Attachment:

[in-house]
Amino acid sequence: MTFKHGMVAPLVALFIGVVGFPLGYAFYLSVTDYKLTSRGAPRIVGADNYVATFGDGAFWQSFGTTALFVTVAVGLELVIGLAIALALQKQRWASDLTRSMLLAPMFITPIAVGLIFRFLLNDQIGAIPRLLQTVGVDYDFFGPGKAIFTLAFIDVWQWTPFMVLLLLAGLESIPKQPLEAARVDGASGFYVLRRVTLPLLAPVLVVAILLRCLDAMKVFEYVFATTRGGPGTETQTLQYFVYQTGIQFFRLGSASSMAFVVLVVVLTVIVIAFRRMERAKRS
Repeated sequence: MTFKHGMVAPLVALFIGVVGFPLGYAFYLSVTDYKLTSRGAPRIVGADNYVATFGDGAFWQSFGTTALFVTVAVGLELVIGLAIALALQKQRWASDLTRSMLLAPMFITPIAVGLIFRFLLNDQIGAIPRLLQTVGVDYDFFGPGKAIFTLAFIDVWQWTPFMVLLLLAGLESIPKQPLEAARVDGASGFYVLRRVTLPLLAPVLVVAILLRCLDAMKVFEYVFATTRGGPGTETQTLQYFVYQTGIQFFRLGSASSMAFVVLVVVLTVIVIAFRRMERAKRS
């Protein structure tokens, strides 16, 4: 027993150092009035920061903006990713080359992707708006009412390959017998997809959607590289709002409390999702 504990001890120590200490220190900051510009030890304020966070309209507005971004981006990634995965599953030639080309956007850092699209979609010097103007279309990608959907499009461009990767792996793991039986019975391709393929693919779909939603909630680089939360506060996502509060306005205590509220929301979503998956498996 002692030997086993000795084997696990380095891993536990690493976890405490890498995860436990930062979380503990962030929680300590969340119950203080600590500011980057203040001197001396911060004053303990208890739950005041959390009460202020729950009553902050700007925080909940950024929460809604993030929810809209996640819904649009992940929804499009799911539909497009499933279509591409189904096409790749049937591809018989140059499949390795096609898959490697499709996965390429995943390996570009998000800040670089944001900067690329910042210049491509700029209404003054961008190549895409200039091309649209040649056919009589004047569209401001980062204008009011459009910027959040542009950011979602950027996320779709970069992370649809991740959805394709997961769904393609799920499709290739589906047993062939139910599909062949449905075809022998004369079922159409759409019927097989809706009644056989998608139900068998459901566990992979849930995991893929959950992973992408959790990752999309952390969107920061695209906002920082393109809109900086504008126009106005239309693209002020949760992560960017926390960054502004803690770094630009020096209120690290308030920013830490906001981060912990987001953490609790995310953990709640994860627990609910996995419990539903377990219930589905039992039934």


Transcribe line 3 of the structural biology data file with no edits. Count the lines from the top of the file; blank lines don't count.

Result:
Repeated sequence: MTFKHGMVAPLVALFIGVVGFPLGYAFYLSVTDYKLTSRGAPRIVGADNYVATFGDGAFWQSFGTTALFVTVAVGLELVIGLAIALALQKQRWASDLTRSMLLAPMFITPIAVGLIFRFLLNDQIGAIPRLLQTVGVDYDFFGPGKAIFTLAFIDVWQWTPFMVLLLLAGLESIPKQPLEAARVDGASGFYVLRRVTLPLLAPVLVVAILLRCLDAMKVFEYVFATTRGGPGTETQTLQYFVYQTGIQFFRLGSASSMAFVVLVVVLTVIVIAFRRMERAKRS